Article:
Since the growth of the industrial society in the nineteenth century, those who knew something and those who wished to know and profit from it needed intermediaries to organize and deliver the knowledge to its intended recipients. Whether itinerant craftsmen, manuscript copiers, typographers and printers, or software tools and operators, these "middlemen" have made the path of knowledge transfer tortuous and expensive. Indeed, communication itself has usually been framed more by the limitations of the capture and delivery media than by the needs of the intellectual process. Gutenburg's revered invention of movable type, for example, was captive to the earlier invention of the "codex" or edge-sewn book to replace scrolls. Printing, with its "rectangular" approach to locating and using information, was an accommodation of knowledge to paper manufacture and the binder's art, not the other way around.

Through all of this, the ideal remained constant; direct, immediate and fluid communication between the expert and the consumer. One-to-one communication re-established this condition when the telephone replaced telegraph. But since the time, long ago, when expert and consumers could no longer face one another over the problem, one-to-many communication has been struggling. Technology has made things faster and more elegant but not much more direct. Even the Web and HTML, although a boon, perpetuated the disconnected nature of the knowledge provider-consumer relationship. No matter what can be captured by the expert author, it has to be strained through the narrow opening provided by the HTML tag set before it can be of value to its consumer. What can't be expressed in HTML can't be delivered or used, and even usable data often needs radical surgery to fit the HTML medium. The pernicious nature of this situation is evident in the lengths to which publishers and vendors have gone to extend or circumvent the limits of HTML.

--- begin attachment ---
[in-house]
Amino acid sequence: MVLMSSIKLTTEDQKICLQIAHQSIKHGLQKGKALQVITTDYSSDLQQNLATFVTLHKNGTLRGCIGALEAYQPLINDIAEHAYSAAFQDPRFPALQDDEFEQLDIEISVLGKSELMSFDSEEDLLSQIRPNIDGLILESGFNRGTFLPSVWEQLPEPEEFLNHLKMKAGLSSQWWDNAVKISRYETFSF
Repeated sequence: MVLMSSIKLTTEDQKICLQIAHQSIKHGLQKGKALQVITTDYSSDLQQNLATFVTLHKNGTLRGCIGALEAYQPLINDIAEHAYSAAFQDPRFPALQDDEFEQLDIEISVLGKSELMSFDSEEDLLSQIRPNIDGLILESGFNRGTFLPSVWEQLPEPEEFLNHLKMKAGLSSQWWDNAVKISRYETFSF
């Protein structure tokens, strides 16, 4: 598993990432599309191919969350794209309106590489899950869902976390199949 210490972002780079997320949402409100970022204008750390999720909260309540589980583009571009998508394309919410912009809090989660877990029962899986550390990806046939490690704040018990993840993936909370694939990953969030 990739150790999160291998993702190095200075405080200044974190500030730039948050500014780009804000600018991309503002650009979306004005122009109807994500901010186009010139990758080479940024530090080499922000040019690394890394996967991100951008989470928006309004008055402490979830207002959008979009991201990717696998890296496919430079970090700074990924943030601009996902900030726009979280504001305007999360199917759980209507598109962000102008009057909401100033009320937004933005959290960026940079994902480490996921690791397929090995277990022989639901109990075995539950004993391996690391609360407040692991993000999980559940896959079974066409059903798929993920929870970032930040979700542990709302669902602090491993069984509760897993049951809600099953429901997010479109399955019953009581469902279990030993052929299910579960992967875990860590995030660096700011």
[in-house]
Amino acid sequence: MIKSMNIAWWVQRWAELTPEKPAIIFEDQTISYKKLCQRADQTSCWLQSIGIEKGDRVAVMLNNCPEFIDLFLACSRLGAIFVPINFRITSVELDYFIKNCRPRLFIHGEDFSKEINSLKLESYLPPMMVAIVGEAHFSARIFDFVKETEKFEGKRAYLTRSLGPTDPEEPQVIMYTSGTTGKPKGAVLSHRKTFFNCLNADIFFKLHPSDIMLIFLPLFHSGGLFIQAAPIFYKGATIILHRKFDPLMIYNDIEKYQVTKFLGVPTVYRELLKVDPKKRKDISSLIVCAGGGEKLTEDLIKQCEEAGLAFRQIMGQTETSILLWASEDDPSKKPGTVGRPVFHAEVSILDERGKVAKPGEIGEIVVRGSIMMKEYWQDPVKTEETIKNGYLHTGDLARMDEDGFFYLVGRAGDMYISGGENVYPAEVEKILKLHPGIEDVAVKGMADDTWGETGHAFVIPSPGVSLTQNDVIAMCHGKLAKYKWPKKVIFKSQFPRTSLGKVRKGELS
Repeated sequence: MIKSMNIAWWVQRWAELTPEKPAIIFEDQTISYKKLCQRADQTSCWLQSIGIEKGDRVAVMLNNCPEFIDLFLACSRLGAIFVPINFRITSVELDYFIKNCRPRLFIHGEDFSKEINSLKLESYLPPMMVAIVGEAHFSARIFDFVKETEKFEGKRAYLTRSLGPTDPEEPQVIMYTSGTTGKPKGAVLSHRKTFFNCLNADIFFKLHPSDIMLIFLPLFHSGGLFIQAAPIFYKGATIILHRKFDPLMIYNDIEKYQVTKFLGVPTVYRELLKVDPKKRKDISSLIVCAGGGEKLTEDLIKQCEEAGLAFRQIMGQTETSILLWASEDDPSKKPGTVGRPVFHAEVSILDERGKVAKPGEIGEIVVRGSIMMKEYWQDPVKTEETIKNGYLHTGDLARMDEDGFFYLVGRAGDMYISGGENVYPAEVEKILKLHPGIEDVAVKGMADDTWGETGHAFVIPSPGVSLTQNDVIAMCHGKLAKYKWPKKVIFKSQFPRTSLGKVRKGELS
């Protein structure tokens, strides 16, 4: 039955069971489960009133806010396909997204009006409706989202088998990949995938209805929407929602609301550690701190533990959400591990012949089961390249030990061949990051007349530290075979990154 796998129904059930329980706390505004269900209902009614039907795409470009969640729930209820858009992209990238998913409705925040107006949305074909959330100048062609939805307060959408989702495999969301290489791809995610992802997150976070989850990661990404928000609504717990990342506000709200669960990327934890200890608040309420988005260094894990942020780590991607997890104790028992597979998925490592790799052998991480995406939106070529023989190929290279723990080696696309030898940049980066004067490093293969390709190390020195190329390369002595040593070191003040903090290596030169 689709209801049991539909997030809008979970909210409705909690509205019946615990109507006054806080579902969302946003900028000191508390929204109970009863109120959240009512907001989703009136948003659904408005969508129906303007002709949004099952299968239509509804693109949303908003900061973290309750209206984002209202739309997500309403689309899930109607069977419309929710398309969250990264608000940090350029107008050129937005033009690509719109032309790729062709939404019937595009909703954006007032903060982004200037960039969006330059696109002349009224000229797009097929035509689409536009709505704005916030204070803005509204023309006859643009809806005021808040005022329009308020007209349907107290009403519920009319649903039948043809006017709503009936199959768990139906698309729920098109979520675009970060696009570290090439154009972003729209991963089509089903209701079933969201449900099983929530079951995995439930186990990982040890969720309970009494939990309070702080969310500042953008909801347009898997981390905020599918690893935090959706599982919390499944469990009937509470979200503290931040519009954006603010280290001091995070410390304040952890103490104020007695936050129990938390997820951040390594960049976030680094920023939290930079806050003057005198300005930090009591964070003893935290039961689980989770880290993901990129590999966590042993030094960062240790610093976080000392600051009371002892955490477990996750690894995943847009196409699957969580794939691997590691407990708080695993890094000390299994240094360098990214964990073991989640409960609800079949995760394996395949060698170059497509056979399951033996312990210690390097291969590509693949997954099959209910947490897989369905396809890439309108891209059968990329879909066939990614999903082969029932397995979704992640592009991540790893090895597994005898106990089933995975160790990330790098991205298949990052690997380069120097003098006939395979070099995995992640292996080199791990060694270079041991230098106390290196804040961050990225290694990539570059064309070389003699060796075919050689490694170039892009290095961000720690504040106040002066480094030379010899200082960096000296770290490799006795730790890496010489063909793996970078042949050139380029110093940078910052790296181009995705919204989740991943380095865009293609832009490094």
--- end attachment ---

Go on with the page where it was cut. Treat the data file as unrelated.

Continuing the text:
XML, at least functionally, allows communication to shed this baggage, delivering to the consumer the very same data originally recorded by the expert author, presented in the way the author would have envisioned it. No longer must the communication process be captive to the ability of the intermediary, either human or technological. No longer must the cost of knowledge transfer be inflated by a whole host of processing steps related to neither the expertise of the author nor the needs of the consumer. No longer must the desires and whims of publishing technology upstage the real communication goals of publishing. Knowledge transfer can be, at once, better, faster and less expensive,

…if we understand our new options and move to leverage them.

Because it enables but does not require change,  XML creates entirely new modes of competition among would-be communicators:

Although all developments require some change, many can be successfully incorporated with relatively little effort. New and faster processor chips, for example, need only be designed into computers and, voila!, they are part of our reality. Other developments, and XML is one of these, present us with subtle challenges that we may choose to embrace, ignore or, worst of all, fail even to notice. If we fail to see and respond fully to these developments' meaning, the negative results are not as immediately apparent but may be, in the end, much more serious.